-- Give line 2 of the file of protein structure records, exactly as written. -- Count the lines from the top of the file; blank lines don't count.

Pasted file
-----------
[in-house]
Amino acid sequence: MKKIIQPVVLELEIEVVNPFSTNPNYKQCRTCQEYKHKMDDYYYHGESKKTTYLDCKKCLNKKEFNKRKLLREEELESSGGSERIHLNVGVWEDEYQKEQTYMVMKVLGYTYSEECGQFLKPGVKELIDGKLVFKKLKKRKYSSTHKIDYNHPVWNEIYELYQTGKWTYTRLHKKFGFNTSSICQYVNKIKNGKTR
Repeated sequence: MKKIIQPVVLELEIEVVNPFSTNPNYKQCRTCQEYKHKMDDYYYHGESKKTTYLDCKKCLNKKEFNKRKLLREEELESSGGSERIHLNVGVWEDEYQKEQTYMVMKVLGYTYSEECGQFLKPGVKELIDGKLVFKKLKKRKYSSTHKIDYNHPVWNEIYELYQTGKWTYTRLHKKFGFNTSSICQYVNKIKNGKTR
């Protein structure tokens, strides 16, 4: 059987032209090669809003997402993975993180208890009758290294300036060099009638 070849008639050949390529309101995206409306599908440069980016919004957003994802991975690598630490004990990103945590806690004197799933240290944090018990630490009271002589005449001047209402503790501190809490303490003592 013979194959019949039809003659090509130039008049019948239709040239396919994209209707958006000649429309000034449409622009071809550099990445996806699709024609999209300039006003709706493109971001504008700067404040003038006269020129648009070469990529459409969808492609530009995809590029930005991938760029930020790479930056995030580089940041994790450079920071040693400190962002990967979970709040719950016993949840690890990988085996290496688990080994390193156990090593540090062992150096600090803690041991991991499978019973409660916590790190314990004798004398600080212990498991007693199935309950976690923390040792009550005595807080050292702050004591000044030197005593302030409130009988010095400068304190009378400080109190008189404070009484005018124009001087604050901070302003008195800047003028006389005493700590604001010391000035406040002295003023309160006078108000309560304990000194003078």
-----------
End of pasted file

Amino acid sequence: MKKIIQPVVLELEIEVVNPFSTNPNYKQCRTCQEYKHKMDDYYYHGESKKTTYLDCKKCLNKKEFNKRKLLREEELESSGGSERIHLNVGVWEDEYQKEQTYMVMKVLGYTYSEECGQFLKPGVKELIDGKLVFKKLKKRKYSSTHKIDYNHPVWNEIYELYQTGKWTYTRLHKKFGFNTSSICQYVNKIKNGKTR